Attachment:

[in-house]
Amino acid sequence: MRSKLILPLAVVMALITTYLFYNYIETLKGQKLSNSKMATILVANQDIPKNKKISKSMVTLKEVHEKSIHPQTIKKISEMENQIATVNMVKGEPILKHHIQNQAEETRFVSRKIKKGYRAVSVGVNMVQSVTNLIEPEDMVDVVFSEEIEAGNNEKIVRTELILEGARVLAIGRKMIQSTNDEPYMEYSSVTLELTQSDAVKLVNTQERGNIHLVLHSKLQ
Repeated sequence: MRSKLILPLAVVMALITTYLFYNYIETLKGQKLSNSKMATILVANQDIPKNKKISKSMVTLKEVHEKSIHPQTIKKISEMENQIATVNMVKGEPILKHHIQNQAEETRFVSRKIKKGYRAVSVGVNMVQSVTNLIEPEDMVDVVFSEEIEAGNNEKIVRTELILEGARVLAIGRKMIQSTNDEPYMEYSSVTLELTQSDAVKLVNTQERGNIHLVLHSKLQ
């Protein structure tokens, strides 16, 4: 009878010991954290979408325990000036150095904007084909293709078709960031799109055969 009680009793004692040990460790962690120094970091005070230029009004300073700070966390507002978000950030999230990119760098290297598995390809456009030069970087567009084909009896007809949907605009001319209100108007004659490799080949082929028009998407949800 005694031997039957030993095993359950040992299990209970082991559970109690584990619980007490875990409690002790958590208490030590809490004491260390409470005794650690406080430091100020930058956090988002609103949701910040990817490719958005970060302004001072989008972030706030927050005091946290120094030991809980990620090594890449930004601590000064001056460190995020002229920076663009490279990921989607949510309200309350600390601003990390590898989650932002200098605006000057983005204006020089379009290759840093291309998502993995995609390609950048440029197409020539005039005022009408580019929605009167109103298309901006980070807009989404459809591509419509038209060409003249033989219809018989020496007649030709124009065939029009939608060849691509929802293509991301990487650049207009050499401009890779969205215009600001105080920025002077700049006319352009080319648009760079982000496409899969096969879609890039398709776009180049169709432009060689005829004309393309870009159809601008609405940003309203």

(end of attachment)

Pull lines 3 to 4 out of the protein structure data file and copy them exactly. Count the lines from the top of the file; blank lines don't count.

Repeated sequence: MRSKLILPLAVVMALITTYLFYNYIETLKGQKLSNSKMATILVANQDIPKNKKISKSMVTLKEVHEKSIHPQTIKKISEMENQIATVNMVKGEPILKHHIQNQAEETRFVSRKIKKGYRAVSVGVNMVQSVTNLIEPEDMVDVVFSEEIEAGNNEKIVRTELILEGARVLAIGRKMIQSTNDEPYMEYSSVTLELTQSDAVKLVNTQERGNIHLVLHSKLQ
């Protein structure tokens, strides 16, 4: 009878010991954290979408325990000036150095904007084909293709078709960031799109055969 009680009793004692040990460790962690120094970091005070230029009004300073700070966390507002978000950030999230990119760098290297598995390809456009030069970087567009084909009896007809949907605009001319209100108007004659490799080949082929028009998407949800 005694031997039957030993095993359950040992299990209970082991559970109690584990619980007490875990409690002790958590208490030590809490004491260390409470005794650690406080430091100020930058956090988002609103949701910040990817490719958005970060302004001072989008972030706030927050005091946290120094030991809980990620090594890449930004601590000064001056460190995020002229920076663009490279990921989607949510309200309350600390601003990390590898989650932002200098605006000057983005204006020089379009290759840093291309998502993995995609390609950048440029197409020539005039005022009408580019929605009167109103298309901006980070807009989404459809591509419509038209060409003249033989219809018989020496007649030709124009065939029009939608060849691509929802293509991301990487650049207009050499401009890779969205215009600001105080920025002077700049006319352009080319648009760079982000496409899969096969879609890039398709776009180049169709432009060689005829004309393309870009159809601008609405940003309203």